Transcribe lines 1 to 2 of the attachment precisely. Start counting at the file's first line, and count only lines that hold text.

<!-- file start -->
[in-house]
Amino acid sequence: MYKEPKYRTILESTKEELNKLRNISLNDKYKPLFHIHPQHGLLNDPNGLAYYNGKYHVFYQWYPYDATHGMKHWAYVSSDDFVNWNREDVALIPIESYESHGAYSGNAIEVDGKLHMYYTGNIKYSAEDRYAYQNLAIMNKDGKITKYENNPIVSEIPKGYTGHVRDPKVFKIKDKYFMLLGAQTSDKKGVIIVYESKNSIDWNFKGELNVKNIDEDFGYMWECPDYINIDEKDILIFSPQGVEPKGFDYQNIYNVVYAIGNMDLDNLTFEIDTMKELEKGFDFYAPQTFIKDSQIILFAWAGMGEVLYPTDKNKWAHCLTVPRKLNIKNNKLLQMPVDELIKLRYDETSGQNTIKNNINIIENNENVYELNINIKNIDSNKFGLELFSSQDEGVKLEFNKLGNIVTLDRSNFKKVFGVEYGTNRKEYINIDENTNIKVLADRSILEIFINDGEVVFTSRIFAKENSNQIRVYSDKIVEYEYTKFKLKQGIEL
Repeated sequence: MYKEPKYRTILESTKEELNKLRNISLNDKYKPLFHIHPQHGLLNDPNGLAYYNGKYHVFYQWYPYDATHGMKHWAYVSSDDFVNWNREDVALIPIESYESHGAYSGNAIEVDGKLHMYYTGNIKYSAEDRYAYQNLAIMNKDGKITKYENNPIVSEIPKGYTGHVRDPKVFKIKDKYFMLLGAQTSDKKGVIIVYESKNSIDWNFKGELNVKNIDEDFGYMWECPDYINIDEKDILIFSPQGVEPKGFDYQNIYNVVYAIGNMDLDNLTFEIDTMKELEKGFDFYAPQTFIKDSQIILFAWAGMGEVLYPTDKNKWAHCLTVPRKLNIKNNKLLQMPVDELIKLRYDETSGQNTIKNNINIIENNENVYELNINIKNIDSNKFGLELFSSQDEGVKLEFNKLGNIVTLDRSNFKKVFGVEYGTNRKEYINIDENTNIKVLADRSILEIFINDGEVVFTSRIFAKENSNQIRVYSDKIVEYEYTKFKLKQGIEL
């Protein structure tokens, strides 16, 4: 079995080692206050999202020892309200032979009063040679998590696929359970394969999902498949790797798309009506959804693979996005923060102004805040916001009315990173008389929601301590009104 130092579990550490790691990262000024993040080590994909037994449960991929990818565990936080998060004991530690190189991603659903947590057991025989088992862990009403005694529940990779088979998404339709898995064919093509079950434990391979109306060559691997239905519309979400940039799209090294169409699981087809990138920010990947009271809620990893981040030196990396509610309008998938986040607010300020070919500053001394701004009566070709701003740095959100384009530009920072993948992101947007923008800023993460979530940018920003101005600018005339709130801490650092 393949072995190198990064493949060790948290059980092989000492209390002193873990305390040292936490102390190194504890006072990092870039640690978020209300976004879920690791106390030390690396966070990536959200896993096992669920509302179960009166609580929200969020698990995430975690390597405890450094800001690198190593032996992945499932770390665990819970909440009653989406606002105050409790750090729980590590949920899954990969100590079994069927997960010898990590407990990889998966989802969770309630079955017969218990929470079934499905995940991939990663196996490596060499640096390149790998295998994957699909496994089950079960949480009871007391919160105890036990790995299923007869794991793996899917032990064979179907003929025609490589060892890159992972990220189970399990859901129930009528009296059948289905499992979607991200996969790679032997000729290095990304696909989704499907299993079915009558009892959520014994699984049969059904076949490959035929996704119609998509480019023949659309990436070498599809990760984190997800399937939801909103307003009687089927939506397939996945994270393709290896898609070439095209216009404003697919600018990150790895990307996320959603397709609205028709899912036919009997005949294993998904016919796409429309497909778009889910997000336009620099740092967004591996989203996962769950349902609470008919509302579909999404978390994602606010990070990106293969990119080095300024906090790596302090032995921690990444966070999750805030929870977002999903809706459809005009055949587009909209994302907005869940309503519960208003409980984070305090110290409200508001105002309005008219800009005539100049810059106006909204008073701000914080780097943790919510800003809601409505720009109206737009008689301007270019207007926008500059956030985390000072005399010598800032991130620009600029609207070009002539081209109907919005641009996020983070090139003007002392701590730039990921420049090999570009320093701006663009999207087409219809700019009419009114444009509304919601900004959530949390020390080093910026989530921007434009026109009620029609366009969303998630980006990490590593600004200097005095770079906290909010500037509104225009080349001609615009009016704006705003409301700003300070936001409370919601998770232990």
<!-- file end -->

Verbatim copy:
[in-house]
Amino acid sequence: MYKEPKYRTILESTKEELNKLRNISLNDKYKPLFHIHPQHGLLNDPNGLAYYNGKYHVFYQWYPYDATHGMKHWAYVSSDDFVNWNREDVALIPIESYESHGAYSGNAIEVDGKLHMYYTGNIKYSAEDRYAYQNLAIMNKDGKITKYENNPIVSEIPKGYTGHVRDPKVFKIKDKYFMLLGAQTSDKKGVIIVYESKNSIDWNFKGELNVKNIDEDFGYMWECPDYINIDEKDILIFSPQGVEPKGFDYQNIYNVVYAIGNMDLDNLTFEIDTMKELEKGFDFYAPQTFIKDSQIILFAWAGMGEVLYPTDKNKWAHCLTVPRKLNIKNNKLLQMPVDELIKLRYDETSGQNTIKNNINIIENNENVYELNINIKNIDSNKFGLELFSSQDEGVKLEFNKLGNIVTLDRSNFKKVFGVEYGTNRKEYINIDENTNIKVLADRSILEIFINDGEVVFTSRIFAKENSNQIRVYSDKIVEYEYTKFKLKQGIEL